Tue May 11, 2010 12:15 pm
I just read the discussion on the mailing list with the topic "Indexes: why signed instead of unsigned?" and, since I don't have email access at the moment, would like to contribute to the discussion via this channel.
As an argument in favor of having signed indexes, the following for-loop has been mentioned:
which of course would fail when replacing int by size_t.
However, I don't think that this is a very strong argument, since a for-loop with decreasing index can be written as
The only thing to take care of is to check for inequality instead of greater-than.
On the pro-side, using size_t instead of int, has the advantages that
1) since it's unsigned, out-of-bounds can be checked with a single "if(i>=size())"; the check for i<0 is unnecessary.
2) on 64bit architectures, it's 64 bit wide. This might not sound like a big advantage right now, but with the ever increasing memory capacities, I'm pretty sure that it's only a matter of time until someone hits the 2^31-limit. I'm using Eigen for signal processing tasks, and matrices with many million elements are not uncommon in my programs already.
3) Also, using the same code with STL and Eigen containers becomes easier, removing the need of casting into either the signed or the unsigned domain.
Anyway, these are just my thoughts on this topic.
Thanks for the great library, and best wishes,
Tue May 11, 2010 12:49 pm
Development discussion should happen on the mailing list, not here. There's already a thread for that on the list. There's also already an entry in the issue tracker. Now this discussion is happening at 3 different places!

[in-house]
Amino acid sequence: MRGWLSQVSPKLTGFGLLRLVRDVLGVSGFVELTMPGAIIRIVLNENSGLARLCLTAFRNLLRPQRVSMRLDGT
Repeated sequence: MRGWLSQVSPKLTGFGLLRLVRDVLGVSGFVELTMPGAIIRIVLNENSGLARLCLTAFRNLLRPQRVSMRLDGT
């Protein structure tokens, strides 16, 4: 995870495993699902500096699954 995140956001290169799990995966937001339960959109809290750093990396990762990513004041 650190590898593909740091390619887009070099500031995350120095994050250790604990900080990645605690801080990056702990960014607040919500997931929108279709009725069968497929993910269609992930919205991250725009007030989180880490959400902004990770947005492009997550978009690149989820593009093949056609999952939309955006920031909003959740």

We would have to remember doing that everytime. In the past this has bitten me, and compilers don't always emit warnings "condition always true" when checking i>=0 with unsigned i.
Moreover, notice that this makes the check a bit more expensive. While conditionally jumping if zero is just 1 instruction on most CPUs (at least x86), conditionally jumping based on comparing to 'stop' would typically involve 2 or 3 instructions. I agree this isn't a big deal since such reversed loops typically have large enough bodies, just mentioning a tiny disadvantage.
These checks are made only in asserts, which can be disabled in "release mode"; moreover, even when left enable, measurements show that in most practical situations they only have a minimal performance impact; so this doesn't make a significant difference.
That said, I agree that what you describe is an advantage. It just isn't a huge one.
Ah yes, while int is only 32 bits. That we can consider changing. ptrdiff_t would be the signed variant of size_t. Write to the list, this is too serious to discuss on the forum.
I understand. This is an argument in favor of ptrdiff_t vs. int, not in favor of unsigned vs. signed. However, while millions is common, billions is not too common. int gives us 2 billions, which is quite a lot. Asking the list for opinions.
Not trying to follow too closely the STL's design is precisely what allowed us to come up with the current one... that said, when possible, easing interaction with the STL is of course an advantage.
Note: continuing discussion on the list, won't reply again here.
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